Difference between revisions of "Out-of-vehicle experience"

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* [http://pdx.edu/sites/www.pdx.edu.cus/files/PR119.pdf| Portland State University Center for Urban Studies. “Pedestrian Infrastructure Improvements: Effects on Transit Use and Perceptions of the Pedestrian Environment In Portland’s Roseway Neighborhood.“ 1999.]
 
* [http://pdx.edu/sites/www.pdx.edu.cus/files/PR119.pdf| Portland State University Center for Urban Studies. “Pedestrian Infrastructure Improvements: Effects on Transit Use and Perceptions of the Pedestrian Environment In Portland’s Roseway Neighborhood.“ 1999.]
  
[[Category:Investment and Planning]]
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[[Category:Investment and planning]]

Revision as of 23:22, 20 August 2012

Introduction

This bus stop in Portland, Ore., provides amenities like seating and shelter from the elements. Photo by Flickr user Jason McHuff.


Certain low cost strategies, such as real-time arrival and routing information, attractive waiting areas, universal fare media, marketing/perception influence, and other low-cost measures can cost-effectively increase ridership by improving the transit experience.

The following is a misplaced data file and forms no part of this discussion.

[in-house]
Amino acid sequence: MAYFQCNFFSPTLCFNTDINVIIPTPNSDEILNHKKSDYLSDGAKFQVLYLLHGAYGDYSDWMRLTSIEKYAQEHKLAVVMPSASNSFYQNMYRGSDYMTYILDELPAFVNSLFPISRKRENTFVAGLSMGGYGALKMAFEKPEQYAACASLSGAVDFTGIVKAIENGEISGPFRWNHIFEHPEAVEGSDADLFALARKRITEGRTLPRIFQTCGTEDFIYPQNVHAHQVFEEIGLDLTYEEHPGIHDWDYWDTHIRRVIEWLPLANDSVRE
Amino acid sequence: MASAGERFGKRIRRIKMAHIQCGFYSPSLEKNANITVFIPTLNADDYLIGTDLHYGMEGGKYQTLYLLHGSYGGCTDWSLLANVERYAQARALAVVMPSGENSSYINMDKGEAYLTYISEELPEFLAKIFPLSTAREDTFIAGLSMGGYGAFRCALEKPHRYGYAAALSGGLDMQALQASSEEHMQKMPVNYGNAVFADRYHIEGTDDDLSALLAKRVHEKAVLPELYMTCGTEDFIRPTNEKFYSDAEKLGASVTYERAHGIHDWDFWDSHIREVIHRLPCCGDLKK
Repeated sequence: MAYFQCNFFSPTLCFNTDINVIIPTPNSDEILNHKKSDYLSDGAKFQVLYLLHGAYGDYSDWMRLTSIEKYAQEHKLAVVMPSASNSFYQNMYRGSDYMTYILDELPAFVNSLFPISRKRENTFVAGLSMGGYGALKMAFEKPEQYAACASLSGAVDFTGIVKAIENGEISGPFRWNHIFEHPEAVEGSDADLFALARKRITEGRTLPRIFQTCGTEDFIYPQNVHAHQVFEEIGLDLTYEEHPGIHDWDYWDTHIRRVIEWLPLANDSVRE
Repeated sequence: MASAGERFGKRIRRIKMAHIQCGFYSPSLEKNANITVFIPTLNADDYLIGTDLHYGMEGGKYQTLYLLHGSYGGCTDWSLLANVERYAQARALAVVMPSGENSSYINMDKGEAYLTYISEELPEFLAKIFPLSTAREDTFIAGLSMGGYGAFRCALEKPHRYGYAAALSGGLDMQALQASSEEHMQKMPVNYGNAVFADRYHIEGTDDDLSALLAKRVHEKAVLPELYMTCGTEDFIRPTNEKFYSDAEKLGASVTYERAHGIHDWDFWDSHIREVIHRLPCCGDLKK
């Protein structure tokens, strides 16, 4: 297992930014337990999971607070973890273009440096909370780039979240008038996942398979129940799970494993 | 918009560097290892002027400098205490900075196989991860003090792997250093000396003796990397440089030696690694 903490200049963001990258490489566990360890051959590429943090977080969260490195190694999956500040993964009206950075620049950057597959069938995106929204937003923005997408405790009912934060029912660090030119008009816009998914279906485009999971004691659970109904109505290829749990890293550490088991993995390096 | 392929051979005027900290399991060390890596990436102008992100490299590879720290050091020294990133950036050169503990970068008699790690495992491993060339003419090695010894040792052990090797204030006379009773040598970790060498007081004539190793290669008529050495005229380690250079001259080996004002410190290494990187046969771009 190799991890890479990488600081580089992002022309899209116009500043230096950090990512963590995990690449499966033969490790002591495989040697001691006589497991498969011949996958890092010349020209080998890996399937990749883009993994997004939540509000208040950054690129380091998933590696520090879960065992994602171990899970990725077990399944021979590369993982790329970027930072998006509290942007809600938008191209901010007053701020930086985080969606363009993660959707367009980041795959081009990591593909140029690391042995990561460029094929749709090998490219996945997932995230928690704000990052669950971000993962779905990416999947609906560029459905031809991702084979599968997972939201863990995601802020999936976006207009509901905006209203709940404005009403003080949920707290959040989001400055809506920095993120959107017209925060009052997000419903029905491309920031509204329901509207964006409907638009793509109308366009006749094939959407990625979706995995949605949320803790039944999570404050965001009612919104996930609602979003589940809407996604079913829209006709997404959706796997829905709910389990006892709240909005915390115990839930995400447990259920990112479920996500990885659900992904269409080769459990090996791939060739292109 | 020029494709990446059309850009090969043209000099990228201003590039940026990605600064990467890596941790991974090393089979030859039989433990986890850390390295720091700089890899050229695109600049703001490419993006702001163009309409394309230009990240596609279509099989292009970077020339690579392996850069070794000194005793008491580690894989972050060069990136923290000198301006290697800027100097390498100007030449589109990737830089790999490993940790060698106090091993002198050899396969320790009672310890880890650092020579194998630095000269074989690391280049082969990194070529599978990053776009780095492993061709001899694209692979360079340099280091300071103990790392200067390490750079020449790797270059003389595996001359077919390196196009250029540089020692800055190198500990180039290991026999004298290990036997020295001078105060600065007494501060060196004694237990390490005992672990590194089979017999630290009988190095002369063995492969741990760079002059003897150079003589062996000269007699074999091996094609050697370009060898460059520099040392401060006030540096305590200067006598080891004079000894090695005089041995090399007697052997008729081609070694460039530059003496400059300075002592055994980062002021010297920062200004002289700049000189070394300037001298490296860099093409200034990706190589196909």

The out-of-vehicle waiting experience plays a critical role in an individual’s willingness to use transit for their traveling needs. A pleasant walk to and wait at a transit stop can add value to the transit experience, while time spent in a dirty, loud or unsafe environment is perceived to be much more costly that time spent in-vehicle.

Strategies

Real-time arrival and routing information

  • Reduces anxiety about when the next bus will come
  • Allows more accurate trip planning, so less time has to be spent at the actual stop

Attractive and more secure waiting areas

  • Studies suggest that time spent waiting for a transit vehicle is considered more costly by the patron than in-vehicle time; however, this can be mitigated by improvements to the waiting area, i.e. good lighting, protection from the elements and a comfortable place to sit.

Improvement to the quality of pedestrian network

See Pedestrian connections for further discussion.

  • Virtually all transit riders are pedestrians at some point in their trip. So the quality of the pedestrian network -- principally sidewalks and safe road crossings -- strongly influences the ability of travelers to access transit stops and then their willingness to use transit. Factors include the very existence of sidewalks, their connectivity in a useful network, and whether or not residents feel safe using them.

Further reading